8FFLFOE ers and farmers could afford to hire an organization to promote their chocolate and explain the value-add of the farmer and the importance of preserving these varietals and fine cacaos, they would hire me.â€? De Tourreil hopes to link up some Silicon Valley business brains with a few small chocolate makers next month when they come to town for the 37th Annual Winter Fancy Food Show in San Francisco. â€œA lot of these small makers arenâ€™t taking salaries yet and investing everything in their business. Letâ€™s taste the amazing chocolate and then talk about, how do we get them to actually stay in business?â€? For more information about the Chocolate Garage, go to www.thechocolategarage.com. N
Chocolate parties educate about the journey from cacao pod to fair-trade chocolate bar while raising money for small-scale farmers..
Chris Kenrick is a staff writer for the Voiceâ€™s sister paper, the Palo Alto Weekly, and can be emailed at email@example.com.
THE DESCENDANTS --1/2
(Aquarius, Century 20) George Clooney plays Matt King, a lawyer and hapless father troubleshooting domestic and business concerns in a Hawaii he drily notes is not the â€œparadiseâ€? mainlanders imagine. Kingâ€™s petulance derives mostly from his wife being in a coma due to a boating accident, and his inability to do anything about it. As a father, heâ€™s clumsy at best; by pampering 10-yearold Scottie (Amara Miller), Matt hopes to distract her from her motherâ€™s decline. No such trickery works on 17-year-old Alexandra (Shailene Woodley), a borderline delinquent who wonâ€™t be handled. Mattâ€™s business issue involves his role as trustee of his familyâ€™s ancestral land: 25,000 pristine acres in Kauai that will bring the Kings a pretty penny if they can agree on a buyer. As this subplot lingers in the background, Matt becomes obsessed with a third concern: investigating a secret about his wife that surfaces early in the picture. Three guesses as to what that might be, but it provides the excuse for the Kings to island-hop and family-bond in search of closure about Mom. Rated PG for some mild rude humor. One hour, 38 minutes. â€” P.C.
THE GIRL WITH THE DRAGON TATTOO ---
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â– MOUNTAIN VIEW VOICE â– DECEMBER 30, 2011
(Century 16, Century 20) Not exactly lean, but plenty mean, David Fincherâ€™s adaptation of Stieg Larssonâ€™s mystery novel judiciously pares down 480 pages to 158 minutes. Itâ€™s hard not to feel Fincherâ€™s film is old news, after Larssonâ€™s widely read â€œMilleniumâ€? trilogy (2005-2007) and the Swedish films starring Noomi Rapace as the punk hacker hero Lisbeth Salander. On the other hand, this is the film the novel has been waiting for: a crisp handling of the complex narrative thatâ€™s visually striking and impeccably acted. Lisbeth (Rooney Mara) is a vivid and compelling character. A superheroic sociopath in black leather and piercings, Lisbeth suffers no fools, unless as a means to the foolâ€™s end. Though the mystery cannot hope to engross as deeply as it does on the page, Fincherâ€™s version is intelligent, properly moody and faithful enough. Rated R for brutal violent content including rape and torture, strong sexuality, graphic nudity and language. Two hours, 38 minutes. â€” P.C.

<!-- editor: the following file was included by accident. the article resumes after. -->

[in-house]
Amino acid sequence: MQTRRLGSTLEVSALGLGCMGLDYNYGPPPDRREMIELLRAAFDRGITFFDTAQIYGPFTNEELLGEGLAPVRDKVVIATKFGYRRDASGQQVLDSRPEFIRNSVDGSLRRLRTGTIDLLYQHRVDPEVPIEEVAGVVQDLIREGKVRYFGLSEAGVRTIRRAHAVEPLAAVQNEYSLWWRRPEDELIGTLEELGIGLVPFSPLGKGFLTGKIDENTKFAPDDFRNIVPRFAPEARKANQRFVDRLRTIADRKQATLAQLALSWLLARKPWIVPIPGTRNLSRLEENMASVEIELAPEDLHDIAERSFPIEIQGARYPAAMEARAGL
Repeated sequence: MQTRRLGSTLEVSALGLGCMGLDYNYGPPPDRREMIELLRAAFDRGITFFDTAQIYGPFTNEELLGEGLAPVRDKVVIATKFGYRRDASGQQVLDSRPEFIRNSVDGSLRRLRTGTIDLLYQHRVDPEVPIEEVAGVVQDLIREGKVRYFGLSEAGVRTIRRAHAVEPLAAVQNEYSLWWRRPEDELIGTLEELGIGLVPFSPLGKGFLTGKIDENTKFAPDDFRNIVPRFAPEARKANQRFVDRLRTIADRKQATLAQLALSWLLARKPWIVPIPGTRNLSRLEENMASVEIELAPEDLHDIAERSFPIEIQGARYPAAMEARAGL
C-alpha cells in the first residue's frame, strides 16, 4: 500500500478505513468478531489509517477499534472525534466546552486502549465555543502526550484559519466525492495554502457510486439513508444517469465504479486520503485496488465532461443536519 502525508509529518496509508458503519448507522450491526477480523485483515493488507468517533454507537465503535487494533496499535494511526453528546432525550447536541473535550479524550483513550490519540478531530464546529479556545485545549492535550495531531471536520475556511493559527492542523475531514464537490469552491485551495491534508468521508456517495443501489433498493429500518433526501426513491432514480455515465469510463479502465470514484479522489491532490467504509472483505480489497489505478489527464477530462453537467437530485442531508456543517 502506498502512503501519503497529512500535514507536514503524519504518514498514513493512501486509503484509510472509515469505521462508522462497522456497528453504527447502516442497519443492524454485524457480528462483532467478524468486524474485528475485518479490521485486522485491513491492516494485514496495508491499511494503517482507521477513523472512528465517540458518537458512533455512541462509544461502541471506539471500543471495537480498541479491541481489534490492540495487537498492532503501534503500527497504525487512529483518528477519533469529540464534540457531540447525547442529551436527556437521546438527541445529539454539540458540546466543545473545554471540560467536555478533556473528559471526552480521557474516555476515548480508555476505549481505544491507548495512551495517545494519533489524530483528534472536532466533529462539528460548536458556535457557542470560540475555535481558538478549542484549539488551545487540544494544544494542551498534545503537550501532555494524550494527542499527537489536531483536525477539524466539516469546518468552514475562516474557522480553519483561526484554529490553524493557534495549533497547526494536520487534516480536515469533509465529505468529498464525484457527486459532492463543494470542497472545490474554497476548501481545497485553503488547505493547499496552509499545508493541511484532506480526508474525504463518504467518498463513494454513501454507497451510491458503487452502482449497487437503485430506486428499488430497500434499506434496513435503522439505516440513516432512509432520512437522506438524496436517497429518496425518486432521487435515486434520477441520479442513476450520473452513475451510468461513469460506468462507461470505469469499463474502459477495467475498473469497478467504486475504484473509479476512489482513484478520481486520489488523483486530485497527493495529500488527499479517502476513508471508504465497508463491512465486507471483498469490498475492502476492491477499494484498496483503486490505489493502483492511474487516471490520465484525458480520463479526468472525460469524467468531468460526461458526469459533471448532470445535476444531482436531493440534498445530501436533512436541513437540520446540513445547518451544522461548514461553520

(Century 16, Century 20) Director Martin Scorseseâ€™s affection for all things cinema has never been more evident than in the enchanting and imaginative â€œHugo.â€?Young Hugo Cabret (Asa Butterfield) lives alone in the hollowed walls of a Paris train station, orphaned following the death of his father (Jude Law). Hugo is desperate to finish repairing the automaton â€” an old robotic figure â€” that he and his dad had been working on, occasionally forced to steal mechanical parts from a toy shop. The shopâ€™s enigmatic owner (Ben Kingsley as Georges Melies) catches Hugo in the act and confiscates Hugoâ€™s journal: a booklet with his fatherâ€™s sketches of the automatonâ€™s inner workings. Georgesâ€™ goddaughter Isabelle (Chloe Grace Moretz) agrees to help Hugo get his journal back, setting off a series of mysterious events that click and whirl with the rhythm of a finely tuned clock. Rated PG for mild thematic material, some action/peril and smoking. Two hours, 6 minutes. â€” T.H. Rated PG for some mild rude humor. One hour, 38 minutes. â€” P.C.
Section 1 of the December 30.2011 edition of the Mountain View Voice